APA will only be considered for those claimants who cannot manage the single monthly payment and, as a result, there is a risk of financial harm to the claimant and/or their family.

DWP can make these arrangements without an application from the claimant if they feel it is appropriate. Otherwise claimants can request an APA by speaking to their Workcoach at the Jobcentre, calling the UC helpline on 0800 328 5644.

Landlords can also request payment of rent directly from a tenant’s UC by filling in form UC47.

From December 2017, claimants living in the private rented sector and whose Housing Benefit was previously paid directly to their landlord should be automatically offered this payment option when they join Universal Credit.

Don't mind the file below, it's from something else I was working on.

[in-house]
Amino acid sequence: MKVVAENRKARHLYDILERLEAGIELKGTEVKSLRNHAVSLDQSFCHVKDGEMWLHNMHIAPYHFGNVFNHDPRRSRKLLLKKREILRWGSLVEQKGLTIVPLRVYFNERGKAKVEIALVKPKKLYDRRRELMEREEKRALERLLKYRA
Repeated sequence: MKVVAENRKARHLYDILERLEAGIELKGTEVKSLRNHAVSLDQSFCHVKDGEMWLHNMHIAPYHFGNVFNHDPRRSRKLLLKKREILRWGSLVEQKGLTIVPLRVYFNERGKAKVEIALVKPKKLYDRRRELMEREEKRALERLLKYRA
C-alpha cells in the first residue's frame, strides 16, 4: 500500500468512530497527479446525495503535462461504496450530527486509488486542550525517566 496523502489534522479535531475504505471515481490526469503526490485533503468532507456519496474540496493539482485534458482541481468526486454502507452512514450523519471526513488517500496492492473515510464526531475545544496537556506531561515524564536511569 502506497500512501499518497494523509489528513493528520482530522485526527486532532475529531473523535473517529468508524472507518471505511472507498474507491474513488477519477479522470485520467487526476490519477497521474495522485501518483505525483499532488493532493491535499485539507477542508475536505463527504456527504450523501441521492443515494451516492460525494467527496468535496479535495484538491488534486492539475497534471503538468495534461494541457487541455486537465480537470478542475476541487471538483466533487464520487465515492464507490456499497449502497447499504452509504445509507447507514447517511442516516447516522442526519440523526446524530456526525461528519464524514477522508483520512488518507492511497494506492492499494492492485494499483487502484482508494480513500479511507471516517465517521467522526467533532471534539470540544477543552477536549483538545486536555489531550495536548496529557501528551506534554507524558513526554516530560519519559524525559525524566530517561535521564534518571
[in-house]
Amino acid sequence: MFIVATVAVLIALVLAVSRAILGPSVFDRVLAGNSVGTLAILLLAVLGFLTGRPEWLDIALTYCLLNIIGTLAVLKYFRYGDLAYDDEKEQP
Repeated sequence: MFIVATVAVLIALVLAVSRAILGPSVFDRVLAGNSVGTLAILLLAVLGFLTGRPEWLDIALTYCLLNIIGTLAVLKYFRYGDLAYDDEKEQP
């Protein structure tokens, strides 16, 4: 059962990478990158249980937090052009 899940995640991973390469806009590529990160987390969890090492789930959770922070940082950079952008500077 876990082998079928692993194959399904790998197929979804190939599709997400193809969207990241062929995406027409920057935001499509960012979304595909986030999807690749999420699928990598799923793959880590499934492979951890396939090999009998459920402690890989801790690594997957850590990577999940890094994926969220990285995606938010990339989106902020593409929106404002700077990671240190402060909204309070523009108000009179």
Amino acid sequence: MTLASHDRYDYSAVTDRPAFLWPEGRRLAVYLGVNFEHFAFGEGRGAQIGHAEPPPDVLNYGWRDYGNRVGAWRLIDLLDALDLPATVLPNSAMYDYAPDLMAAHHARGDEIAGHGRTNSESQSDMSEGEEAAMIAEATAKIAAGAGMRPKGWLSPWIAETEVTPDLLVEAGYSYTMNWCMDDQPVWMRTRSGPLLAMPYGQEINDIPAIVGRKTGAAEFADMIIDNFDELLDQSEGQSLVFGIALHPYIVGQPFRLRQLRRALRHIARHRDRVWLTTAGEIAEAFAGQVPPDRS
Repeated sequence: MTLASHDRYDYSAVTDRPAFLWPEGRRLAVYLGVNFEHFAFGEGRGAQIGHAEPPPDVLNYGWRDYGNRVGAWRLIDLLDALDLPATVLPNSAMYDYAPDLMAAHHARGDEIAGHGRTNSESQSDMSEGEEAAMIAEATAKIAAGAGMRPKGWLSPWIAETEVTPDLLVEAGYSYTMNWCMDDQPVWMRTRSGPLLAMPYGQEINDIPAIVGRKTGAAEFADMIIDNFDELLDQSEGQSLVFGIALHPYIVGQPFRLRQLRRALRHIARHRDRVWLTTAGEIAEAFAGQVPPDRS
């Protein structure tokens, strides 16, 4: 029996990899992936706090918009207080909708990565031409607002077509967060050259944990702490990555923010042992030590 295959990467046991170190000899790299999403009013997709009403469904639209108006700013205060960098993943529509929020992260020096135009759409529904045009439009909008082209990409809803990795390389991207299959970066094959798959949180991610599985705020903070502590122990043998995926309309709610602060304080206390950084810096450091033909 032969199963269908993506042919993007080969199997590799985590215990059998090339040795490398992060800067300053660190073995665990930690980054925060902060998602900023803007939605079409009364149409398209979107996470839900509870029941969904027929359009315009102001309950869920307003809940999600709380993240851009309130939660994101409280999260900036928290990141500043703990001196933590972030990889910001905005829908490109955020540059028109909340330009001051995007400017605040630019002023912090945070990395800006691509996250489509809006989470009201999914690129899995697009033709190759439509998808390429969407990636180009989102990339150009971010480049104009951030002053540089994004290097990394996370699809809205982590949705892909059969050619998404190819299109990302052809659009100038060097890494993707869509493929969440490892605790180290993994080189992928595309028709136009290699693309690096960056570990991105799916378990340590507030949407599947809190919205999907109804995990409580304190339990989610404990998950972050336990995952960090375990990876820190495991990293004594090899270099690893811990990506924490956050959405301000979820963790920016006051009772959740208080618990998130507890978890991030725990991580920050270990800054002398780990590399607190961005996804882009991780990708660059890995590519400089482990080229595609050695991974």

More information on APA, including when DWP will consider an APA, can be found:

Scotland – flexible payments

From 4 October 2017, people living in Scotland who make a claim for UC have had some additional choices in relation their claim. These are sometimes called 'Scottish flexibilities' or 'Scottish choices'. You cannot have Scottish flexibilities/choices and an APA at the same time.

Claimants can choose to:

According to the Scottish Government website, eligible claimants will be offered the choice after they have received their first payment of UC. This means the offer will be made at the start of the second assessment period, when the expected UC award is known. The offer should be made in the claimant’s online account.